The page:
Last month, Oregon resident Wes Knodel hosted a show at the Tacoma Dome that did not require background checks for anyone buying a firearm from a private seller. The show was held just minutes from another gun show, hosted by Washington Arms Collectors, which requires a state background check before all gun purchases.
The City Council voted May 6 to close the so-called “gun show loophole,” at least on property owned or managed by the city.
Since then, the Tacoma City Council members say they have heard almost all positive feedback on their decision.
That changed Tuesday night when two men said they disagreed with the council’s action — and Arlington resident Jacob Kukuk said he planned to sue the city to reverse the decision.
The speakers cited a state law that prevents local governments from passing firearm regulations stronger than state law, with narrow exception. The state preemption law, RCW 9.41.290, states:
The state of Washington hereby fully occupies and preempts the entire field of firearms regulation within the boundaries of the state, including the registration, licensing, possession, purchase, sale, acquisition, transfer, discharge, and transportation of firearms, or any other element relating to firearms or parts thereof, including ammunition and reloader components…When contacted Friday, Kukuk said he thinks the council overstepped its authority, and he is evaluating unspecified legal options.
“Firearm laws are bigger than a city council, and they belong at the state level,” he said.
Anyone who challenges the city could face an uphill legal battle, however.
City Attorney Elizabeth Pauli said at Tuesday’s meeting that the City Council has the law on its side: “The city has a right, as private owners, to regulate the use of its facility. It is not a regulation that runs afoul of the state preemption law.”
State law RCW 9.41.300 outlines where local governments can prohibit gun possession or sales, such as jails, prisons, bars and mental health facilities.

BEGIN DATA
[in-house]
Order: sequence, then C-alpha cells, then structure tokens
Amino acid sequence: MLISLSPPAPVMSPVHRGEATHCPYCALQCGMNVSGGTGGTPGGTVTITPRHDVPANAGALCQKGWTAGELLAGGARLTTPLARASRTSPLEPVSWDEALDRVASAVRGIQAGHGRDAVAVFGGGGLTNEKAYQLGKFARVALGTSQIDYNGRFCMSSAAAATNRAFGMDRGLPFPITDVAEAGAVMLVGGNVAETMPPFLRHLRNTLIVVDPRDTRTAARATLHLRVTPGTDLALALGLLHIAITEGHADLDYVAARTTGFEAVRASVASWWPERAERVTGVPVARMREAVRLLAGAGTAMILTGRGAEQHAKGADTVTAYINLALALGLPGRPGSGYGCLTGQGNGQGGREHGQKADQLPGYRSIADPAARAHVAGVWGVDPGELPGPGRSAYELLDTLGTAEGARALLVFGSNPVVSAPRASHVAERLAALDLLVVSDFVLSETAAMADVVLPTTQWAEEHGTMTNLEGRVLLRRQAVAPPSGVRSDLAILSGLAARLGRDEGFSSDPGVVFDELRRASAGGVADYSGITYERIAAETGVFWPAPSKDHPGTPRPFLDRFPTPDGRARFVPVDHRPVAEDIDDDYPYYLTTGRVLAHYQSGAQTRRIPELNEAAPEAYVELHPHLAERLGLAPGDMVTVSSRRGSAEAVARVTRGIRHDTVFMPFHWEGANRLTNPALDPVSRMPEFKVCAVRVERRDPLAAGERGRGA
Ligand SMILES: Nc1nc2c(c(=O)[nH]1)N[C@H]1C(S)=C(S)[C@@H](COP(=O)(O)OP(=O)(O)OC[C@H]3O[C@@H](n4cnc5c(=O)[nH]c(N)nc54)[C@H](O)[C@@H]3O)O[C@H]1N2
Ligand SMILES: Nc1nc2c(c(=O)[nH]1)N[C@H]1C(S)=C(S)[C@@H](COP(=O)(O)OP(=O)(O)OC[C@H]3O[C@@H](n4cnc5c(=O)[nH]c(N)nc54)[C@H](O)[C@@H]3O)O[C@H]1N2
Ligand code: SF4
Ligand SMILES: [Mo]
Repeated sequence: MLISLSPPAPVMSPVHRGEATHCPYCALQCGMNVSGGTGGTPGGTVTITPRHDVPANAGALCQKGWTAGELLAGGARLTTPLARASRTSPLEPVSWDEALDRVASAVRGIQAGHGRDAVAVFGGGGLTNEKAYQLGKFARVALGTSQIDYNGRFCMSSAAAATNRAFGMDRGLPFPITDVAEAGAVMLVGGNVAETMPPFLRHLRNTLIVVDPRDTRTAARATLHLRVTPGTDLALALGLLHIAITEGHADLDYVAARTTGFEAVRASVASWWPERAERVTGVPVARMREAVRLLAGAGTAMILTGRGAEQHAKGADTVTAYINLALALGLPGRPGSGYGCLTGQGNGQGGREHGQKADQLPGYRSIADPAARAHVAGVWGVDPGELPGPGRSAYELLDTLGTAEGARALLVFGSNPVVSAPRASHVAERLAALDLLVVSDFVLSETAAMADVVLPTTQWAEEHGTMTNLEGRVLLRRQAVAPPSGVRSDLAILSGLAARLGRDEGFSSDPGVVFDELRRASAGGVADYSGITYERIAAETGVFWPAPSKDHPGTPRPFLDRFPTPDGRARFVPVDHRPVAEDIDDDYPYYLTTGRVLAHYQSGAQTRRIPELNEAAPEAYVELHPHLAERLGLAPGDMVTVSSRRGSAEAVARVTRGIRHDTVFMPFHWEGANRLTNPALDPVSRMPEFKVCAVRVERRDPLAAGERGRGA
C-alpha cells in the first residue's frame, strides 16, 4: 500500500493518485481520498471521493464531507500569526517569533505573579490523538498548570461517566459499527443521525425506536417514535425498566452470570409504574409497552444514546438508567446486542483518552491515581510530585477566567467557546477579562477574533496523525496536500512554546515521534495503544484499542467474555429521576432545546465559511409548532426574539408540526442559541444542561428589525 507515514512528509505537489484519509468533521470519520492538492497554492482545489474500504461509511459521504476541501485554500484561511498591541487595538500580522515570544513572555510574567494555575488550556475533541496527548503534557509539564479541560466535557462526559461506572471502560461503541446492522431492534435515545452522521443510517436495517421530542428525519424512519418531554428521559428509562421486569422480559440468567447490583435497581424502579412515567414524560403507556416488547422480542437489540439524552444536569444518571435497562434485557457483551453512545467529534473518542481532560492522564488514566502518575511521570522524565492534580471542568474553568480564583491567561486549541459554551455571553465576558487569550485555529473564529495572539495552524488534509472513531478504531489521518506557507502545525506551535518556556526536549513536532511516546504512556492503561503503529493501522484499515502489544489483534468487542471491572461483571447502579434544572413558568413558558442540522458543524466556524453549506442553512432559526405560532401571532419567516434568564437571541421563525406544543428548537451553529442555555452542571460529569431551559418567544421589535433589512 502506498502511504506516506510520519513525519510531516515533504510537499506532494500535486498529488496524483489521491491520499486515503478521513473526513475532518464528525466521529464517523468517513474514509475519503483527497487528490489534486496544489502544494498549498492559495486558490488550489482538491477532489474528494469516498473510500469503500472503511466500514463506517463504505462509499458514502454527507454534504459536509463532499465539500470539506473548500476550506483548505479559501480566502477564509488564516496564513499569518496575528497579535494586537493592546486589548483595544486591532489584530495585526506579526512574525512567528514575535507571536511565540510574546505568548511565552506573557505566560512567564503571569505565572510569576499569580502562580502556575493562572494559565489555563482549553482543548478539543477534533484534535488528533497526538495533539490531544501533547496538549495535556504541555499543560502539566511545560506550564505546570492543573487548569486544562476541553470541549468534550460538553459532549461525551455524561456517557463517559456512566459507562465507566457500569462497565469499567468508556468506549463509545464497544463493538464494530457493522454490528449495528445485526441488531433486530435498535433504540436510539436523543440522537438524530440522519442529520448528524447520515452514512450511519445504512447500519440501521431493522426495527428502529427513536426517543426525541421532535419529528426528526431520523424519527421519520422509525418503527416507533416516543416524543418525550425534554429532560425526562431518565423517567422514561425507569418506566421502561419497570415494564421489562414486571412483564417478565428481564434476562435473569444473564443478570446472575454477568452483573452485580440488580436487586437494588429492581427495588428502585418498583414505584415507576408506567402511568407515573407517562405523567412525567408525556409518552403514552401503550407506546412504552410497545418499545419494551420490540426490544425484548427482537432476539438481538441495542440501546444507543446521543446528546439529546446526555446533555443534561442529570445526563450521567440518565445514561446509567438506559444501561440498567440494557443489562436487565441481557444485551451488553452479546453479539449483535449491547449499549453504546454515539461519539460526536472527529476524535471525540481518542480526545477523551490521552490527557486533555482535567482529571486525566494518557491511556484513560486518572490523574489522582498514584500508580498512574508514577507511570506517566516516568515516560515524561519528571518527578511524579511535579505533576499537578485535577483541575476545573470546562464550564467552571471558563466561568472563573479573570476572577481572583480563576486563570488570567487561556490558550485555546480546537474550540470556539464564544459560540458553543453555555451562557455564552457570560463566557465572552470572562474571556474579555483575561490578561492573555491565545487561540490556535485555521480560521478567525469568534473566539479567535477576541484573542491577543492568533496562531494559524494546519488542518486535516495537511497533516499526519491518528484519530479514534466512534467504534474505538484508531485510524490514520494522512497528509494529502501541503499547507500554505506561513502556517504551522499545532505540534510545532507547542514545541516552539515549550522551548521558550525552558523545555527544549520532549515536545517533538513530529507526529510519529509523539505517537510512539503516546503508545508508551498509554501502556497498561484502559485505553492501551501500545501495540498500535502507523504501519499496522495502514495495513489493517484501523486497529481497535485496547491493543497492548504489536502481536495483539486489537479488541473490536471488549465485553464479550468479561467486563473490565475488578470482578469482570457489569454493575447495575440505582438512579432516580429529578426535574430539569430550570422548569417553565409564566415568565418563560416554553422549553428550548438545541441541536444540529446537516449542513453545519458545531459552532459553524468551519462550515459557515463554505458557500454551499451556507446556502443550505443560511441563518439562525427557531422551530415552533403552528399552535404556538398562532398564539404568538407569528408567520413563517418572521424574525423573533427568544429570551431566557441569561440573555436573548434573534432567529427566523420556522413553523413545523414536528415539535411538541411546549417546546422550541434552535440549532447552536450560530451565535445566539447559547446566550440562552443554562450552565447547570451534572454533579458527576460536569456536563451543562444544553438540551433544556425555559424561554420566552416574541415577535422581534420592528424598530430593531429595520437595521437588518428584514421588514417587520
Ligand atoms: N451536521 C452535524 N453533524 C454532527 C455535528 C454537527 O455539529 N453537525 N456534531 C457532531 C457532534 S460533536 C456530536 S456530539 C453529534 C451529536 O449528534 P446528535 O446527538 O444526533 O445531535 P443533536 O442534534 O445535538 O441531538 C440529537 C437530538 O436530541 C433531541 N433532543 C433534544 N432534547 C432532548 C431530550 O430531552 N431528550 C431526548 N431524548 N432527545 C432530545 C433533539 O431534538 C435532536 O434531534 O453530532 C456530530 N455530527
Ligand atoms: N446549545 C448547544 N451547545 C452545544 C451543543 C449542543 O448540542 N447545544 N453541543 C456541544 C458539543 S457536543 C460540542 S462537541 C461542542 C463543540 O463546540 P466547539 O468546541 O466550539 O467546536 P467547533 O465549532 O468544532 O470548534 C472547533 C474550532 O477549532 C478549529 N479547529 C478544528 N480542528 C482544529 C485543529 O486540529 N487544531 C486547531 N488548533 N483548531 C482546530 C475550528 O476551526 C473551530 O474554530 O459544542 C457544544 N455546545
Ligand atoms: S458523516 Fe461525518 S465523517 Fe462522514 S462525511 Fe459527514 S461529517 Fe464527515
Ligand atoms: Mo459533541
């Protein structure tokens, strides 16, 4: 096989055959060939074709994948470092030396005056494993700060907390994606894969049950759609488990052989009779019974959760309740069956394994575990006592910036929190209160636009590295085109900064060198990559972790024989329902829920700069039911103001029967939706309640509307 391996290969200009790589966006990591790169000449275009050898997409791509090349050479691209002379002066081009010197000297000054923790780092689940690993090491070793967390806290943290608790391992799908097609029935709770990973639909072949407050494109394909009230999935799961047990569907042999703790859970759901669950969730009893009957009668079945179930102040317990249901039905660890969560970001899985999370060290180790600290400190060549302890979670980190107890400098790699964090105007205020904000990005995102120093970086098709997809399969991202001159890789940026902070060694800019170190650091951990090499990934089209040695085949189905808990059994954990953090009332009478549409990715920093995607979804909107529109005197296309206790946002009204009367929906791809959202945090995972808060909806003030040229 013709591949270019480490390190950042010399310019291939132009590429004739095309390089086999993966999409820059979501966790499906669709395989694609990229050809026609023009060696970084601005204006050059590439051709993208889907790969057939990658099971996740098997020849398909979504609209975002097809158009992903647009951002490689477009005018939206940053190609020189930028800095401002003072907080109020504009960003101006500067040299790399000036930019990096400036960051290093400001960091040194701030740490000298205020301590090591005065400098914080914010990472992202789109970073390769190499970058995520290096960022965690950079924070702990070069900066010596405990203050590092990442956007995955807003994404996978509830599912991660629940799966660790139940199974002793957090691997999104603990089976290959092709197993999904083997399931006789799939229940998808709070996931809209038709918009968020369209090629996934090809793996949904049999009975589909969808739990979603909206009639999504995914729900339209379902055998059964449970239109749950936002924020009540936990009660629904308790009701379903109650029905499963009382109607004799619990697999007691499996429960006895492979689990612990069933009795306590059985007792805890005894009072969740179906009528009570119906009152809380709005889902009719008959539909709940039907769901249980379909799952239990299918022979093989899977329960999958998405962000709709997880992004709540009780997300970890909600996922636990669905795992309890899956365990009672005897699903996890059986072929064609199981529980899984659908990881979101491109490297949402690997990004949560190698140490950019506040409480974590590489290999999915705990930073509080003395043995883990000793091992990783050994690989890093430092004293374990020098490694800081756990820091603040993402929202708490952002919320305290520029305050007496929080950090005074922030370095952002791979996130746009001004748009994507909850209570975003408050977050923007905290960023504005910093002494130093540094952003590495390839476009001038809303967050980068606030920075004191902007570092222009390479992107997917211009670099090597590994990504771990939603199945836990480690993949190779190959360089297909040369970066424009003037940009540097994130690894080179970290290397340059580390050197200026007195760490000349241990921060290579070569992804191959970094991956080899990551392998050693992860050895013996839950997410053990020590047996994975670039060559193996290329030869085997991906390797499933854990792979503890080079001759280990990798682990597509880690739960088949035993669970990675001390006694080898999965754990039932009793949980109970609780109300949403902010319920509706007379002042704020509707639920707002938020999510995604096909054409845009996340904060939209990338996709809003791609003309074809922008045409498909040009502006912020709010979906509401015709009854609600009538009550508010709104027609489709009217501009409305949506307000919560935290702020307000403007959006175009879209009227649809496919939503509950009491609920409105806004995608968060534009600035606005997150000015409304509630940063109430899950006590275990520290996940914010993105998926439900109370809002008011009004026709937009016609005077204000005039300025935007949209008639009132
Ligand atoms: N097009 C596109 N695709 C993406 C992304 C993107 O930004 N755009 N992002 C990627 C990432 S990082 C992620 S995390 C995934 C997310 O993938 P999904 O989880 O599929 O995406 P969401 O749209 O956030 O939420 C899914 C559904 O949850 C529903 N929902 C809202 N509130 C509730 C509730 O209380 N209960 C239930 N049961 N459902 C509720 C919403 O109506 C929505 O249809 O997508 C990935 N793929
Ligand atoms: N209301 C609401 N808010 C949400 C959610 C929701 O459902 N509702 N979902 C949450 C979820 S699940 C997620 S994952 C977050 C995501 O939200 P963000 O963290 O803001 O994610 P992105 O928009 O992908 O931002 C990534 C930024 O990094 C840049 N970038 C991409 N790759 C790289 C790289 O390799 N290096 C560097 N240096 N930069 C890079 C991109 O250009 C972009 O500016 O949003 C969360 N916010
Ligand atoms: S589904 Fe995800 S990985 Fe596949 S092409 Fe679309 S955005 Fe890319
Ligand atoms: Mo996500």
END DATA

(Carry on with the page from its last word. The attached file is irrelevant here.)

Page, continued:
In 2006, the state Supreme Court ruled in Pacific Northwest Shooting Park Association v. City of Sequim that local governments may prevent private sales of firearms through permit restrictions on events held on city-owned property. Per the ruling:
However, RCW 9.41.290 and .300 together explicitly allow cities, towns, counties, and municipalities to enact laws and ordinances restricting firearm possession in stadiums and convention centers they operate. Logic dictates that one must possess a firearm in order to “show” and “sell” a firearmDave Workman, spokesman for the Second Amendment Foundation, wrote in a column for thegunmag.com that the council’s resolution was “probably legal.”
Had Tacoma tried to extend the background check requirement to gun shows held on private property anywhere in the city, there might have been a strong case against the action, as a violation of the preemption law. Federal law currently stipulates that private transfers are not subject to background checks.In a recent interview, Workman said: “I’m not sure if (the council’s decision) would run afoul of the state preemption law. If it’s challenged in court we are certainly going to find that out.”
Meanwhile, Knodel, the gun show host, said he was ready to comply with the council’s restrictions. Before his April show even opened its doors, Knodel wanted to book five more at the Dome. By all accounts his first show was a success. More than 6,000 people paid the $10 entrance fee. Of the 152 vendors, only 12 were private sellers who could sell guns without a background check.
But Friday Knodel said he is “researching legal options.”
“I don’t want to aid the city in breaking state law,” he said.